What Time Of Year Is Best?
If you’re planning a visit to Sequoia and Redwood national parks, the best time for your trip will depend on what you want to do and see during your trip.
If you’re looking to take in the massive trees at their most impressive, then the late spring and summer months are the best time to visit.
This is when the snow has melted and the weather is warmer, which means you can hike the trails and explore the parks without worrying about inclement weather. Also, spring sees the wildflowers in bloom, and it can be a colorful time to visit.
Late spring and summer are also the best times to see the parks’ wildlife in action. This is when animals like black bears, deer, and bobcats are most active and visible.
If, on the other hand, you’re interested in a quieter, more peaceful visit to either park, then the fall and winter months might be better suited to your trip.
The crowds are generally thinner during this time, which means you’ll have more space and time to yourself to enjoy the parks’ natural beauty in relative peace and quiet.
The fall season is also a beautiful time to visit as the trees change color and create a vibrant backdrop for your visit.
In winter, the parks take on a serene, almost otherworldly quality as the trees are covered in snow and the landscape is transformed.
However, it’s worth noting that winter weather can make some parts of the parks inaccessible, so be sure to check ahead of time to see what’s open and what’s not before you travel.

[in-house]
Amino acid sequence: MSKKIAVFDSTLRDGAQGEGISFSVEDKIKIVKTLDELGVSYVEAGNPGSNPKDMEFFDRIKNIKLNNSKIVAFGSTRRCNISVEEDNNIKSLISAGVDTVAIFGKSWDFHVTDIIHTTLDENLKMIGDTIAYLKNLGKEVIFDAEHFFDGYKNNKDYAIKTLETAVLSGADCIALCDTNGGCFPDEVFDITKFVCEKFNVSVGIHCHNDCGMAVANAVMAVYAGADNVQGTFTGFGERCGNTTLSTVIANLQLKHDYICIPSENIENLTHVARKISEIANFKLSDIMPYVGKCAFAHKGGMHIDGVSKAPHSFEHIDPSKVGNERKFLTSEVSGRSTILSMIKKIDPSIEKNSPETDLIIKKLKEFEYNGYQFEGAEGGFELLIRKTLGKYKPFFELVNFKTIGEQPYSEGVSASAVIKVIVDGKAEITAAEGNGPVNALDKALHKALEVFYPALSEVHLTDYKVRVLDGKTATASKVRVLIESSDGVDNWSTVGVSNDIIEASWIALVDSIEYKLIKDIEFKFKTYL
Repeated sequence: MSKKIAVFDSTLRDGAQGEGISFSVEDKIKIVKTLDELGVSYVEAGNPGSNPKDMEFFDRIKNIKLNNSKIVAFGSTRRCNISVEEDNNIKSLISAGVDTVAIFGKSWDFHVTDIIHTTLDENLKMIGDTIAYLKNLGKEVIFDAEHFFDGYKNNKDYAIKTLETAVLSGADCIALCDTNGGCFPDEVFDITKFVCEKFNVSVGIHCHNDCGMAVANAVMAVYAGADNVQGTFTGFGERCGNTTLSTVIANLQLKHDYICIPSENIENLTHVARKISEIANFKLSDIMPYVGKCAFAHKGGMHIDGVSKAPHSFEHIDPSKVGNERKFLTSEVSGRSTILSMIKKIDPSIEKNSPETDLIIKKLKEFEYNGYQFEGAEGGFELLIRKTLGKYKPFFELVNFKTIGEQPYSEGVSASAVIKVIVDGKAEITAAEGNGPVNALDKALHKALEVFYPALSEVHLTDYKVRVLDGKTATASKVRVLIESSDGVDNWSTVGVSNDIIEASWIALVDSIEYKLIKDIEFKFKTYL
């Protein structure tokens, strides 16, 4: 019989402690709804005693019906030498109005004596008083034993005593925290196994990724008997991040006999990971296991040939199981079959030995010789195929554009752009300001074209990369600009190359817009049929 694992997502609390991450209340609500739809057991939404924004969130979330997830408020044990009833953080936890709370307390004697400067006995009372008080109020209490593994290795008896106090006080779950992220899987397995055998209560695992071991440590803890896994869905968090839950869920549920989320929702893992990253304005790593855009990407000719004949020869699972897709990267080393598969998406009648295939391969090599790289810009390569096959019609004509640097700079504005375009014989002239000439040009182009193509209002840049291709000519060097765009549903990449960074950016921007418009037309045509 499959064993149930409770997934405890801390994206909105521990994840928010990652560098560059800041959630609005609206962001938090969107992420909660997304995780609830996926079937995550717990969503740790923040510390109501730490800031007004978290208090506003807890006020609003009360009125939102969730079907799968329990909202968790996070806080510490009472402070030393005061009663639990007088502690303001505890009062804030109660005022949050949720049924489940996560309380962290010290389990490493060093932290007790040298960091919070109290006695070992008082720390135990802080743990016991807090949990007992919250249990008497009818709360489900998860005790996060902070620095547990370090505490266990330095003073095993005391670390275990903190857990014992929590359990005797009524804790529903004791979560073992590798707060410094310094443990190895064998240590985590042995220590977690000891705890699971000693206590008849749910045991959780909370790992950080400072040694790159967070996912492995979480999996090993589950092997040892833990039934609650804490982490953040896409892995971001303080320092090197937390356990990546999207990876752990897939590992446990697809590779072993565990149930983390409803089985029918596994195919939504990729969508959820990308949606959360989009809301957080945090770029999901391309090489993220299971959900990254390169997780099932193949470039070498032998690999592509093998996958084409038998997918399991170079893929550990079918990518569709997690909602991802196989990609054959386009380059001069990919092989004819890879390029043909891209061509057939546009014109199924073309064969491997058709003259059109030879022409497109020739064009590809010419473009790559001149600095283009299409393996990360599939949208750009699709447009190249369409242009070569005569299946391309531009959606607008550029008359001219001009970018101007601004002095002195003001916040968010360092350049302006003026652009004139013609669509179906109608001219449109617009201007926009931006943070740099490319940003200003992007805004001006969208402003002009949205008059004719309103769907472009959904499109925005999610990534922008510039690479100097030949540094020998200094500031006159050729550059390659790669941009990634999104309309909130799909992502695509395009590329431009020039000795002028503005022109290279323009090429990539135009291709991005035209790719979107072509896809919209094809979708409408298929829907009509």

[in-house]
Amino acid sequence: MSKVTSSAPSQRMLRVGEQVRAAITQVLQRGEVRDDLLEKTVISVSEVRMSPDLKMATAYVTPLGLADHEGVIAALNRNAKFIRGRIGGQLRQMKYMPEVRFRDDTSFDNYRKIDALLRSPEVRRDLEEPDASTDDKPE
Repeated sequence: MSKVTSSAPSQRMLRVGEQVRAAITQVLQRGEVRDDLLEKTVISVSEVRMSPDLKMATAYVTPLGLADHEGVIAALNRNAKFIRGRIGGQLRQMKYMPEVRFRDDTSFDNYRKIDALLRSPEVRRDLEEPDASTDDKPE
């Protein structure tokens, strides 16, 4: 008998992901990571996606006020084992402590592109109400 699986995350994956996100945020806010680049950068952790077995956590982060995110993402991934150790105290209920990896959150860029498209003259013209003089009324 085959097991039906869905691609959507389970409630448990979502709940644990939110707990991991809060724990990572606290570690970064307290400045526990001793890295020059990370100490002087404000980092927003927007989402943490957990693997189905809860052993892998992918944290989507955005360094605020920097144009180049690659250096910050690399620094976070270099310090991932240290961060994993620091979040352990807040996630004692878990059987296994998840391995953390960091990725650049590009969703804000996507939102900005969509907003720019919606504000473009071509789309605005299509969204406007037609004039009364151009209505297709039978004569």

Redwood vs Sequoia National Parks: Which Is The Better Choice?
At the end of the day, both of these California national parks have plenty to offer their visitors, and which one will be best suited to your vacation plans will depend on what your priorities are for visiting.
Both parks contain some of the most impressive trees on the entire planet: the largest single-stem tree in the world by volume, the tallest trees, and even one that co-starred with Harrison Ford!
Hikers can enjoy breath-taking scenery on the trails in either park. If you’re looking for thigh-burning hikes with elevation gain, you may prefer Sequoia National Park. But if you enjoy the sea air, maybe Redwood National Park will suit you more.
With impressive wildlife in each park too, you can rest assured there’s no real “wrong choice” in this decision, and if time is on your side, you can even visit both parks if you’re struggling to decide—they’re both in the same state after all…